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BAGS of help for the environment is being achieved with a Fontwell charity’s new venture.
The Aldingbourne Trust has its own reusable bags to raise funds for its work with adults with learning disabilities and autism, thanks to the mother of a volunteer at its country centre.
Cathy Tiley ensures empty hessian bags are no has-beens by using her sewing skills to create the long-lasting goods. She is working with the earthworks project at the centre, just north of the A27, to print and sew on the trust’s logo.
Gill Nudds, the earthworks project lead, said: “This is such a fantastic opportunity for the people we are supporting in our department. It is a completely new set of skills they will gain.”
The wood team has also got involved. Its project lead, Brian Alden, was given an old leather sofa which Cathy stripped for the bag handles. She came back to the UK after 30 years abroad when her husband started a job in London. Their four children had grown up and she wanted to make good use of her time.
Two of her children work at a coffee roasters and tea merchant and Cathy noticed piles of coffee sacks made out of hessian. With the 5p levy on plastic bags, Cathy realised the unwanted items could become sturdy and practical shopping bags. One of her sons, Ed, had begun to volunteer at the country centre and Cathy wanted to offer help. She said: “We all have a connection to someone with a learning disability in some way. The difference in Ed has been remarkable and he is in such a better place now, which is fantastic. It is now my turn to give something back.”
Dancers were treated to a Celtic night to raise money for the Aldingbourne Trust.
A packed hall joined in the fun at the latest Reel Tartan event at Eastergate Village Hall to help the charity and its work with adults with learning difficulties.
Several members of its community joined the event. The result of the night of revelry was a £180 cheque which the organiser, Polly Meynell, handed over to the trust last week.
She stages the event each year to help a charity in the area – and she chose the trust for 2019.
“It was a wonderful evening of live music, dance and fantastic food,” she said.
“All guests came wearing tartans and were treated to a feast of Celtic-themed foods from all around the British Isles courtesy of Mark Dunne – Chefs on the Move.
“The Causeway Celidh band, a local band from Midhurst, played to a packed hall.
“By the end of the evening, they were calling some of their most challenging routines which, to their delight, were enthusiastically and expertly followed.”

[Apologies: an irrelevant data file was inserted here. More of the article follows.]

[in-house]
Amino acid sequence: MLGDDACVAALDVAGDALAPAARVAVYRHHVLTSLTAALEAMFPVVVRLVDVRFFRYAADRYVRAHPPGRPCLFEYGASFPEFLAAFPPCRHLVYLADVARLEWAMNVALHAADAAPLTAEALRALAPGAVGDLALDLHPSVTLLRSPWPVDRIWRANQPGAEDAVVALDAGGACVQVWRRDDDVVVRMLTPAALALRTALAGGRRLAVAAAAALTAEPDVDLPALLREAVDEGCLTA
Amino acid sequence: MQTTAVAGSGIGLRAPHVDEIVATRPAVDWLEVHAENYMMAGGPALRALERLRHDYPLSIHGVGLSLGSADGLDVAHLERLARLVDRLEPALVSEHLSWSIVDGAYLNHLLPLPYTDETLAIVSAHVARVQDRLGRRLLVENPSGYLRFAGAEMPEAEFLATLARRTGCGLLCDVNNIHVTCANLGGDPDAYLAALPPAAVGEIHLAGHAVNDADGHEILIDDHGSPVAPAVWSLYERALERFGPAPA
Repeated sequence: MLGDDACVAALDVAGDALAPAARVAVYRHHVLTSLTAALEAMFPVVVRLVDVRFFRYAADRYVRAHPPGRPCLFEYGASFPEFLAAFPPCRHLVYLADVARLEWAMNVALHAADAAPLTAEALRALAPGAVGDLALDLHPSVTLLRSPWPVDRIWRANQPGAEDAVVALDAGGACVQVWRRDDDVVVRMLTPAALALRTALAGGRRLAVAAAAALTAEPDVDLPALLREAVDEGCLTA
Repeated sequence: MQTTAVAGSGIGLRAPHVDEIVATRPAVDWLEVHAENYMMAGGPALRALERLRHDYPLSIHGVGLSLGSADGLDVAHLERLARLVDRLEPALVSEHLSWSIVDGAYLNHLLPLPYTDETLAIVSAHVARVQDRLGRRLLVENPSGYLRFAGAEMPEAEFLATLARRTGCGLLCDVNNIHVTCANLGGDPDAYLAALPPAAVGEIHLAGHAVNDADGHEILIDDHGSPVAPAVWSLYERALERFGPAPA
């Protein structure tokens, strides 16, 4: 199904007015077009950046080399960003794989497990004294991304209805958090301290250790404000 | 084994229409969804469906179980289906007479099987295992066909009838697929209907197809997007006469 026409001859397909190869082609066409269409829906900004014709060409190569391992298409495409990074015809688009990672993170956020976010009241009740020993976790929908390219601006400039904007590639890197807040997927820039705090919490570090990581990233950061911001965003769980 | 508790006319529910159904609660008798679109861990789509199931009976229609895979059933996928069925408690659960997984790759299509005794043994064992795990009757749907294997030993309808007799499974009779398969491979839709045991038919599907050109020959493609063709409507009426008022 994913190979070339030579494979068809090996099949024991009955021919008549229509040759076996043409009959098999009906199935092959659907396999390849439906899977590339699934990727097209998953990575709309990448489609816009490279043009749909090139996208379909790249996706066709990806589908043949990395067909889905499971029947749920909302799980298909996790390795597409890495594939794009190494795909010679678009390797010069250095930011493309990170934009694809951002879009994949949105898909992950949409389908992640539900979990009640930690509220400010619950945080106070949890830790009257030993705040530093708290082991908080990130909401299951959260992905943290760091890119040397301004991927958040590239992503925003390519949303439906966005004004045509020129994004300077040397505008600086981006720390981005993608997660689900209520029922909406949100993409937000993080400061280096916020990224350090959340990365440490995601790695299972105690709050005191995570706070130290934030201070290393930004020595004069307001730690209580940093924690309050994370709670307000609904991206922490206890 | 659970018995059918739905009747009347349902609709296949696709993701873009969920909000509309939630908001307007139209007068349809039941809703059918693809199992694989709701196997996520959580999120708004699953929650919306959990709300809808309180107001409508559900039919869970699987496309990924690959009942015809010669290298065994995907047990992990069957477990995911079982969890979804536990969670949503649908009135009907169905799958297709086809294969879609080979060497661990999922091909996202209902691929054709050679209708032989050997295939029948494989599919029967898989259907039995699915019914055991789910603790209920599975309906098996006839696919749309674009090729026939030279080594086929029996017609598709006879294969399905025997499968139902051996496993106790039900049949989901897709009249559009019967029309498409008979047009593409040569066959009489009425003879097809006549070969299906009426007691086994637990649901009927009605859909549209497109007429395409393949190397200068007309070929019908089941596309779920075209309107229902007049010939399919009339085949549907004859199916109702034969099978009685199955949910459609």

BEAUTIFUL artwork will be on show at a Bognor Regis studio’s first exhibition.
The No 73 Creative Arts Studio is staging the event to raise money to enable more people to be able to enjoy its facilities.
The studio is run by the Aldingbourne Trust as part of its work to enable people with learning disabilities to live independently.
The exhibition is taking place daily from 10am to 3.30pm, April 8 to April 10, at the studio at 73 Aldwick Road.
One of those whose work will be on show is Nadia Tourbay. She will have some four pieces of sewing showing animals like bees and giraffes in the exhibition.
She said: “I like animals and I like sewing. It’s very relaxing. I come to the studio all day on Mondays and Wednesdays.
“I’ve been in exhibitions before and it’s absolutely fabulous having your work on show and people looking at it.”
The studio has been open for some years but it has become too small.
Helen Rawlings, its lead creative arts instructor, said she expected 60-80 pieces of art to be on display in the exhibition.
“We have taken part in the Chichester Art Trail but this is the first exhibition we have held like this.
“We want to raise enough money to be able to expand. This will enable us to have a quiet area and have about four extra people a day,” she said.
“We can accommodate 10 at the moment but we have a waiting list.
“The studio is somewhere for our students to socialise and learn artistic skills.
“It gives them something good to do and have a finished product at the end of it which they can have people come in and have a look at it.
“This is a lovely, friendly environment and it’s good for the people here to be able to show their skills.”
As well as the art trail, the studio’s artists have taken part in the Chichester Flower Festival and have won many prizes in an art competition held by the Mencap charity.
They are also taking part in an exhibition by art students at the University of Chichester.
SILLY socks saw a company’s employees put their best foot forward to raise money for the Aldingbourne Trust.
The team at Covers Timber and Builders Merchants in Chichester, pictured above, donned an array of silly socks to raise funds for the charity.
A colourful collection of socks from designs of spots and stripes to more intricate patterns were on display for the Quarry Lane company’s wear silly sock day.
Martyn Beck, depot manager at Covers Chichester, said: “We are always happy to support local charities here at Covers.
“Our wear silly sock day was a great way for the team to do something simple and have a bit of fun, but also raise funds for a worthy cause at the same time.”
All funds raised will help the trust to support people with learning disabilities and autism to live independently.